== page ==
Education will be the focus when The United Way of the Midlands holds its Literacy Live campaign kickoff event Tuesday at Edventure children’s museum.
But as the agency launches its annual fundraising campaign, it will be without a publically stated financial goal – a stark departure from previous campaigns.
United Way officials say they have an internal goal for this year’s campaign but have decided not to make that number public. Instead they plan to focus more on community needs, believing the necessary financial support will follow.
“We know that people donate their dollars and their time because they believe in a cause, not to help reach a specific fundraising goal,” United Way president and CEO Mac Bennett said. “We’re not kicking off another year of fundraising, but we are kicking off another year of impacting student success and other community needs.”
Campaign donations have averaged around $10 million in recent years, and last year’s campaign set a record when the agency reached a $10.4 million goal.
Money raised through the annual campaign supports a targeted set of community needs, including literacy, homelessness and health care.
Some individual companies will continue to announce financial goals for their in-house United Way campaigns.
“Our goal is to thank our volunteers and these companies for their efforts while inspiring the Midlands community at the same time,” said Holt Chetwood, co-chair for the United Way of the Midlands 2013 Campaign. “We want to send the message that by working together we can make an impact.”
Bennett talked recently about the revamped approach to the annual campaign and the plans for the coming year.
What was the general thinking behind the switch from a financial campaign kickoff to this year’s Literacy Live event?
“We wanted to do a better job of educating our donors, volunteers and the community at large about the issues we’re focusing on. Early literacy and kindergarten readiness are two of the most crucial issues in the community, and we have some exciting new programs and (support) partners that we want to recognize. We wanted to host an event that appealed to a wider audience. Literacy Live is education-focused, but it’s also fun.”
Have you found evidence that donations naturally follow passions?
“We know that people donate their dollars and their time because they believe in a cause, not to help reach a specific fundraising goal. We also know that getting donors more engaged in an issue, calling on them to volunteer and make a difference with their time as well as money, can lead to a larger investment on their part.”
Are you aware of other communities that have had success using this approach?
“We’ve seen some other United Ways who have really focused a lot of energy into one or two specific issues successfully. We know that similar approaches have been successful in other communities.”
The United Way has reached or come very close to reaching its financial goals the past several years, even as the economy experienced a downturn. What do you attribute to this success?
“We live in a very generous community, and we have been fortunate to have the support of great companies and hundreds of talented volunteers who know how important this work is. Also, the work United Way does resonates with the community. This is evident when hundreds of volunteers show up for community events and when local employers have doubled their efforts to increase our level of fundraising over the past few years.”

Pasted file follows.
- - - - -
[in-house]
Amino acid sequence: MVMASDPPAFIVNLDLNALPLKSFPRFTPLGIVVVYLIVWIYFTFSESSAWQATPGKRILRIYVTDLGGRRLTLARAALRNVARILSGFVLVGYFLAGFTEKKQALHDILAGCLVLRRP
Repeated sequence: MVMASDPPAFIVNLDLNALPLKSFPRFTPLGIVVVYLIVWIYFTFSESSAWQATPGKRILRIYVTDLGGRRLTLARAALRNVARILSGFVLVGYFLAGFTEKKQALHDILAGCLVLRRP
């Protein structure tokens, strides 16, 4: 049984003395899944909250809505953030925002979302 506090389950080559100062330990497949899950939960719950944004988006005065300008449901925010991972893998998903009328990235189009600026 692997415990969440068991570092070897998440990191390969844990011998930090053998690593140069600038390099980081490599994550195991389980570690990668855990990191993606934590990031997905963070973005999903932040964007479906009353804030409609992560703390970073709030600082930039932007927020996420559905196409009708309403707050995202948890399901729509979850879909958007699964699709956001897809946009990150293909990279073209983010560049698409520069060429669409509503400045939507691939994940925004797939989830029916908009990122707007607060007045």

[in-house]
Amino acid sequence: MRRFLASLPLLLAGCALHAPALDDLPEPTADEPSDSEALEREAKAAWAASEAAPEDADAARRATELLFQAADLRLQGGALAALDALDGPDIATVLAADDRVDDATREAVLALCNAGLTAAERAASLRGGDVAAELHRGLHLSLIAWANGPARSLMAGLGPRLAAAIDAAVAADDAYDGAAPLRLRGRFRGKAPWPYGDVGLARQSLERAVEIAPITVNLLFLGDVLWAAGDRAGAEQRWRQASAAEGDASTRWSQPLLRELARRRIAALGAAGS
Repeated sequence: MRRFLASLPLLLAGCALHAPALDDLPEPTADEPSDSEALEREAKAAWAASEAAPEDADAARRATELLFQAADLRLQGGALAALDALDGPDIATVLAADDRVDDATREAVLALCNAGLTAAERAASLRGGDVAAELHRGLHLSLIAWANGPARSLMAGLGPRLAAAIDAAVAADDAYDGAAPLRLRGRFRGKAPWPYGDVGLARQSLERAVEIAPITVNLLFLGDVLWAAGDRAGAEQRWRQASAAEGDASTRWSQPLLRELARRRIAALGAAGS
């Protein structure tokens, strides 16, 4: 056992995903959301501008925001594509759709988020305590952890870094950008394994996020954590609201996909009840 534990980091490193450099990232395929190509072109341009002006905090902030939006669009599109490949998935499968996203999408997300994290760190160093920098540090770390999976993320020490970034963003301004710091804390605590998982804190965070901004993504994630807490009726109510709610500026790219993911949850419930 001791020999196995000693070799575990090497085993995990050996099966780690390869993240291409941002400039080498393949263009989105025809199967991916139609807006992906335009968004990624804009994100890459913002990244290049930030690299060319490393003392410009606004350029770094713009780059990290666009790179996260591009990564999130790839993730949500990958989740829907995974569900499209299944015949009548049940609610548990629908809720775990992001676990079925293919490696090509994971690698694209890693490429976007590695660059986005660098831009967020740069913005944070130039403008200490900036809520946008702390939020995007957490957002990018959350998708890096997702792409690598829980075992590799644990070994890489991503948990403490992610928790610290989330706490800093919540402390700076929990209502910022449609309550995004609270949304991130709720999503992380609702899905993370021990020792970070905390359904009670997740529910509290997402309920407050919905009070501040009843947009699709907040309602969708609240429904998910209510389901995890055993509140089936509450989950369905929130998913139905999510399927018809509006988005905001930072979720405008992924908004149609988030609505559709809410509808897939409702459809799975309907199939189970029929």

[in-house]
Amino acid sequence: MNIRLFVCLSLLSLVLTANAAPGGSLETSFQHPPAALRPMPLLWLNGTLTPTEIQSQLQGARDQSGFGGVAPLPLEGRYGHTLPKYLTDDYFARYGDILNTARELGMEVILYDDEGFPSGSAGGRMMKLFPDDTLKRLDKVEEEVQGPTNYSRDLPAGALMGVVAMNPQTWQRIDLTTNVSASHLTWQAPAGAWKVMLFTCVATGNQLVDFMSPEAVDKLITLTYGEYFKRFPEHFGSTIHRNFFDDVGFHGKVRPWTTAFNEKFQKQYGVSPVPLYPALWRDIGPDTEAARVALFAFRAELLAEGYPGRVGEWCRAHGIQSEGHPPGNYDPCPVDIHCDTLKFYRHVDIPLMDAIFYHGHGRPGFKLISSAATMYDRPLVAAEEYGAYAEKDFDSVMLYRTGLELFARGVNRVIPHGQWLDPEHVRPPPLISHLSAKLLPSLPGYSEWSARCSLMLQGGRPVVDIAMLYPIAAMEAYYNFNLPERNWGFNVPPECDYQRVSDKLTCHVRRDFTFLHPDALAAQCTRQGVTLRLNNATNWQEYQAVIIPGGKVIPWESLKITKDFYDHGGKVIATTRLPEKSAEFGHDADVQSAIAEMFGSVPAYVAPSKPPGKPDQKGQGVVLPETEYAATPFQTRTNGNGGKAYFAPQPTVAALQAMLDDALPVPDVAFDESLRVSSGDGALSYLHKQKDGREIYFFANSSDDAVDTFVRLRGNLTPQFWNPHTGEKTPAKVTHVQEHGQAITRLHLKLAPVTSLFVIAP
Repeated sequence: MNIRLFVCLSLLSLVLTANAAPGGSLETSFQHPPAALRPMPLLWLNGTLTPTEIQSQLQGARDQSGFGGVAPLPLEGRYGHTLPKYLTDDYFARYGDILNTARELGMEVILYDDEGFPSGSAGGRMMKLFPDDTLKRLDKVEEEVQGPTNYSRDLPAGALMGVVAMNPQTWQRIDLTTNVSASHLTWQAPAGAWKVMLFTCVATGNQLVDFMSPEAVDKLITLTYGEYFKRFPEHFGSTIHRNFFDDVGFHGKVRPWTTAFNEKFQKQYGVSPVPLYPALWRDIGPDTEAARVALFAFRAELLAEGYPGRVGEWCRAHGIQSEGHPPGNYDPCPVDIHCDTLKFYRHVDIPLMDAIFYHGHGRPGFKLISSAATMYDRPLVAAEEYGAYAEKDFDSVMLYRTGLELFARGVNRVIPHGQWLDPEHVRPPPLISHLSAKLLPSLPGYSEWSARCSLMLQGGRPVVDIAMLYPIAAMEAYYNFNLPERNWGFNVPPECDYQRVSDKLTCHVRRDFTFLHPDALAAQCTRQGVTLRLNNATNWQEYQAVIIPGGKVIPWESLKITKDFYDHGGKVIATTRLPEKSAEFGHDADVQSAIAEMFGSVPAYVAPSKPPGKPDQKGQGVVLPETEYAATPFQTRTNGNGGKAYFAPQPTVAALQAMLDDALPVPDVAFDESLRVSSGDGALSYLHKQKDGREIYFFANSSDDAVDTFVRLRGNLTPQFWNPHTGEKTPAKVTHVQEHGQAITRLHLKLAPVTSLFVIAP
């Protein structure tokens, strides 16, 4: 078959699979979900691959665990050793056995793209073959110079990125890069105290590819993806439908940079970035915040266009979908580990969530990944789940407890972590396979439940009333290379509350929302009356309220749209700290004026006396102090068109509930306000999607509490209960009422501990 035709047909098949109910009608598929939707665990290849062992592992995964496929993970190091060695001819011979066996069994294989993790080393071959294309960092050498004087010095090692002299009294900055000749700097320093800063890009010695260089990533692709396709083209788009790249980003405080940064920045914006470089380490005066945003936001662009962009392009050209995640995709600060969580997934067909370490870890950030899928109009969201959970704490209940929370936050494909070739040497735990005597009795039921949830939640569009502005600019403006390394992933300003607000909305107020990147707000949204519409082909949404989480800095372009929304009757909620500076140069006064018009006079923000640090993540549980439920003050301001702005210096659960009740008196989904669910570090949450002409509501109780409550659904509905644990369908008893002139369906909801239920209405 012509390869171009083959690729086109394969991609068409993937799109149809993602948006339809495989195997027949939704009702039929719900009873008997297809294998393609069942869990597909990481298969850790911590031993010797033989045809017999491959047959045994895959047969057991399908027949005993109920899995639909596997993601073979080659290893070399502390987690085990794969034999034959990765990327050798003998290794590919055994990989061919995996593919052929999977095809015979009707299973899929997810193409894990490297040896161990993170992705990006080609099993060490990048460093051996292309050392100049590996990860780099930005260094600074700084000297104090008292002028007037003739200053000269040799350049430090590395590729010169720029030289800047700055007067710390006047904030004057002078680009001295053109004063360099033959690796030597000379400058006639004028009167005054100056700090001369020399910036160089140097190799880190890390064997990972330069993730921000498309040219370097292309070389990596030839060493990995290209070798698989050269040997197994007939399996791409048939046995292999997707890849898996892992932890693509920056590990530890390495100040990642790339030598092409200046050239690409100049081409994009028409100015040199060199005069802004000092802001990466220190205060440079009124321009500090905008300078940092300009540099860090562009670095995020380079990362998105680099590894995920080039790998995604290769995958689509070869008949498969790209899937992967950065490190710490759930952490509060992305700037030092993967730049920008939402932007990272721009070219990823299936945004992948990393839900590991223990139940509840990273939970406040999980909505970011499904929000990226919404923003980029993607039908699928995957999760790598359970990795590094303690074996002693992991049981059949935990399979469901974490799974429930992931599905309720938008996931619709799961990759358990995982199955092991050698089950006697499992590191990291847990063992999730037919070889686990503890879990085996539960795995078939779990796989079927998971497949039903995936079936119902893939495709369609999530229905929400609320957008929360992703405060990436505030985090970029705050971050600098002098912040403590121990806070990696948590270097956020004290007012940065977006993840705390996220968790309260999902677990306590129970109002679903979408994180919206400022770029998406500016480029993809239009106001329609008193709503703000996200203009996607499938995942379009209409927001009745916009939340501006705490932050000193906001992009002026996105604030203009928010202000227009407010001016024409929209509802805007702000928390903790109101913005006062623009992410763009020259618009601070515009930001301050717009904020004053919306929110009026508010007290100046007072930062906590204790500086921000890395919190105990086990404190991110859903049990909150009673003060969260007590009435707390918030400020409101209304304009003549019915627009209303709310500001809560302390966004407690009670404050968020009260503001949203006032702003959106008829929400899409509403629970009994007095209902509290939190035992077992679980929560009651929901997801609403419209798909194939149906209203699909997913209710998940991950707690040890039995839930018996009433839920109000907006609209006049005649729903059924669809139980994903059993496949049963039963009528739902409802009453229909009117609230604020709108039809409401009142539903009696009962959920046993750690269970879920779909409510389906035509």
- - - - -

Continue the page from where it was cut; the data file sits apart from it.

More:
So has financial support in this community reached the point that an official campaign kickoff is no longer necessary?
“We are still an organization that is metric-driven, and that hasn’t changed. We still have a campaign goal that we’re working toward this year. We still need the community’s (financial) support to be successful. We’re already seeing a lot of positive results from our Pacesetter campaigns. We just want to shift the focus from a dollar figure to the issues we’re trying to solve. And we’d still like to recognize the workplaces and the donors who make it possible. But what we want to change is the focus on a campaign goal to a focus on the issues we’re impacting and the opportunities we’re creating to improve lives.”
Tuesday’s Literacy Live event has a very specific focus. Those issues are important, but where do other basic needs fit in?
“We’re still focused on helping reduce homelessness and providing access to affordable health care. Both of those issues are critical to improving our community.”
The United Way’s funding philosophy has shifted in recent years from supporting individual agencies to supporting a broader group of services that target a common set of community needs. Is that still the operating principle for funding?
“Yes. Our volunteers were clear over a decade ago. United Way needed a fresh model for distributing funds. That model is needed to identify and prioritize issues, direct investments to the highest priorities and then evaluate results. All of our work continues to be guided by community data.”
United Way campaign launch: If you go
The United Way will launch its 2013-14 fundraising campaign with a Literacy Live event from 5:30-7:30 p.m. Tuesday at EdVenture children’s museum, 211 Gervais St. The children’s band “Like Totally!” will provide entertainment, and several children’s book authors are scheduled for story time.
The United Way also will recognize several Pacesetter and Advanced campaigns that have run early campaigns or have increased their employee participation or giving. Tuesday’s event is free and open to the public.
Companies interested in running workplace campaigns should contact Michael Gray, United Way vice president of resource development, at (803) 733-5422 or email@example.com.